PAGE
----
How to pick an entertainment property

Retailer Toys 'R' Us recently announced the hiring of former Turner Home Entertainment executive Michael Tabakin as director of trend merchandising. Other retailers are expected to follow suit as more chains realize the need to better understand the intricacies of tying...
April 1, 1997

Retailer Toys ‘R’ Us recently announced the hiring of former Turner Home Entertainment executive Michael Tabakin as director of trend merchandising. Other retailers are expected to follow suit as more chains realize the need to better understand the intricacies of tying in to licensed properties. The following article provides some tips on what to look for when considering a new property, whether it’s retail, fast food or packaged goods.’

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We’ve all experienced it: a phone call from an enthusiastic tie-in partner pitching the next Power Rangers or Jurassic Park. The person claims to have the one property you need to boost sales, to cut through the clutter, to put your product in front of a new entertainment trend. (And by the way, they want your media, and in some cases, a licensing fee, too.)

So how do you respond? How do you know if your would-be partner has the next sizzling hot equity or just another of the countless properties littering the promotion landscape?

The proliferation of new movies, TV shows, video games and other entertainment products has made it almost impossible to predict how a new property will perform. When you consider the risks of dedicating a promotion to that unknown equity, it’s downright scary. Here are some basic questions you should ask yourself and potential partners as you evaluate new properties:

- D’es the property come from proven producers? Check the track records of those behind the property. If it’s a studio, check its history with similar properties. For example, Disney is king with animated movies, but rarely hits it big with live action.

- D’es the property come from proven source material or a proven genre? If you’re looking at a TV show based on a book, how did the book do? If it’s based on original material, evaluate the relevance of the genre. A few years ago, no one had a clue about Goosebumps, but the horror genre and kids have proven to be a natural fit.

- Is the launch date firm? This is important. Ask repeatedly if the project is on track. Ask others in the industry if they know about possible delays. Sad but true, studios will not always be upfront with partners. If it’s a new animated property, be doubly cautious. Animation can’t be rushed. A word to the wise: always have a backup when you partner with an emerging equity.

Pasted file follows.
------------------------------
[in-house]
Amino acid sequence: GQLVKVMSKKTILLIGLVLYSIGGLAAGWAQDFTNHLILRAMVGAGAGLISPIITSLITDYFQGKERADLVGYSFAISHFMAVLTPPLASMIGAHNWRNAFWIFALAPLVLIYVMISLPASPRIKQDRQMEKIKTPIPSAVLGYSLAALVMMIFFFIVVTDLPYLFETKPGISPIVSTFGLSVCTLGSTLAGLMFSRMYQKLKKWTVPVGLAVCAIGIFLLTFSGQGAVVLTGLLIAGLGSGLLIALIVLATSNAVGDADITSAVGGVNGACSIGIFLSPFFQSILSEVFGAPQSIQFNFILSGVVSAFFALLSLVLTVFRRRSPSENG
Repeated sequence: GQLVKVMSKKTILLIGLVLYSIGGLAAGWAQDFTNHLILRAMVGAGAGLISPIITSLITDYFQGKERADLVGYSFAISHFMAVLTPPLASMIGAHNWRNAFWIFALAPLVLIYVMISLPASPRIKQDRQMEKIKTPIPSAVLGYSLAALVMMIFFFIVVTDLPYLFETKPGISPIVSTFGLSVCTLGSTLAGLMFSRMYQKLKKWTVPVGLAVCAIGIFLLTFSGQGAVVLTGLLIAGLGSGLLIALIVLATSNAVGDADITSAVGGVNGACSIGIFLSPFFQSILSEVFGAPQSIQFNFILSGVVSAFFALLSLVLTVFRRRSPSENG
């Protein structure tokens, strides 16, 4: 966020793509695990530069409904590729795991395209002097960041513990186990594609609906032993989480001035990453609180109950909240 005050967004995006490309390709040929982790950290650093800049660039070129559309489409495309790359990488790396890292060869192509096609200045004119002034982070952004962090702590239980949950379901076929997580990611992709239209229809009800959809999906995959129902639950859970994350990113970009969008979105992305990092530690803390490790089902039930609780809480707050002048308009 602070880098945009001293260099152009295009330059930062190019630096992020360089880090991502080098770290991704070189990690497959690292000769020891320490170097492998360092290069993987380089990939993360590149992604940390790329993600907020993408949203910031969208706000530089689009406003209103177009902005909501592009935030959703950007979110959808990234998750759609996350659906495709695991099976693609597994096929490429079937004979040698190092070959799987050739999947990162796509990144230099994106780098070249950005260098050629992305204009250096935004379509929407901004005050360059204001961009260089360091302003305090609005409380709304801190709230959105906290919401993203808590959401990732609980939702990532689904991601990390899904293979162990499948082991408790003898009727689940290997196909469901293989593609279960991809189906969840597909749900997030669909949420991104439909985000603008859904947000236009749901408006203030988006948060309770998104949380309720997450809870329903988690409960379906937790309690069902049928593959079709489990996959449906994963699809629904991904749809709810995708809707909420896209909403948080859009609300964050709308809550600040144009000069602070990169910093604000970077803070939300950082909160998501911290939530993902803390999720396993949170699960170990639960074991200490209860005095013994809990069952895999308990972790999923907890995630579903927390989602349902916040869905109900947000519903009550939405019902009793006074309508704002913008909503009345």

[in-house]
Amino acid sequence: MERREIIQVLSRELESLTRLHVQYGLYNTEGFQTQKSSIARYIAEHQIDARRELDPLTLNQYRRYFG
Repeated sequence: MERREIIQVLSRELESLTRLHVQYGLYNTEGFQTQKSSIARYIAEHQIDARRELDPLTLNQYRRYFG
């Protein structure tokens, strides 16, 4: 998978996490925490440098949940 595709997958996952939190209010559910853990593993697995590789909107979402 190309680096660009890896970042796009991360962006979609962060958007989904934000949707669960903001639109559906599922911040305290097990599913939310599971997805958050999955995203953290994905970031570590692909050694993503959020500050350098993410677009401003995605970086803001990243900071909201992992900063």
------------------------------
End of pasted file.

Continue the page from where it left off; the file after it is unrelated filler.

- Is there strong media support for the launch? You can gauge how much noise a property will make by the producers’ media budget. This number is also a good way to measure confidence in the property: in most cases, the bigger the budget, the more the producers believe in their product.

- Is the launch date uncluttered and well timed for your promotion? Tie in with a property that has room to thrive. If it’s a dinosaur-themed video game that’s being released right next to another dinosaur video game, get out fast. The news of your promotion will soon be extinct. Also, try to time your promotion so it hits right before the new property breaks. You’ll benefit from the prelaunch hype.

- Has the property attracted proven licensees? A strong property often has strong licensees. If a major company such as Mattel is doing toys around the equity you’re backing, you’ve probably picked a winner.

Still, some huge properties have hit without any licensed product. This is an area where you just never know for sure.

- Has the property attracted other promotional partners? Another good indication of success is the quality of partners the property has attracted. A fast-food tie-in, for example, can create a lot of excitement from which your promotion can benefit. Involving one of the other partners in your promotion is also a great way to add value and limit your liability.

- Is the property extendable? Evaluate the shelf life of the property. If it’s a TV show, will it extend well into toys? If it’s a book, will it extend to TV? Goosebumps is big because it works in so many areas: television, film, video, publishing, toys, school supplies, video games and more.

- D’es the property appeal to more than one target? Unless your product has an extremely narrow focus, avoid properties that are specific to one demographic. You risk alienating a large part of your potential market. The ideal property appeals to your primary and secondary targets.

- D’es the property have a strong creative hook? Evaluate the property’s promotion potential. Will premiums have consumer appeal? Will the visuals make sense on your packaging? D’es the tone of the property support your brand’s positioning? If the answer to any of these questions is ‘no,’ select another property.

- If the property bombs, is the promotion still strong? This is your final check. Don’t let your promotion be influenced by bad box-office performance or low television ratings. Protect yourself with relevant, compelling offers that won’t be shattered by poor reviews. If the property you are considering d’esn’t allow for meaningful, timeless offers, look elsewhere.

Unfortunately, no entertainment property is completely without risks. And there’s no absolute way to pick a winner. (If you could, you wouldn’t be reading this.) Often, it’s the magical, intangible aspects of a property that make it so appealing and its promotions so successful. Follow these guidelines, however, and you’ll be a lot closer to the next Jurassic Park than the next Ishtar.

Chris Lacroix is the director of entertainment marketing at Chicago-based Davidson Marketing, a promotional agency that specializes in marketing to children.

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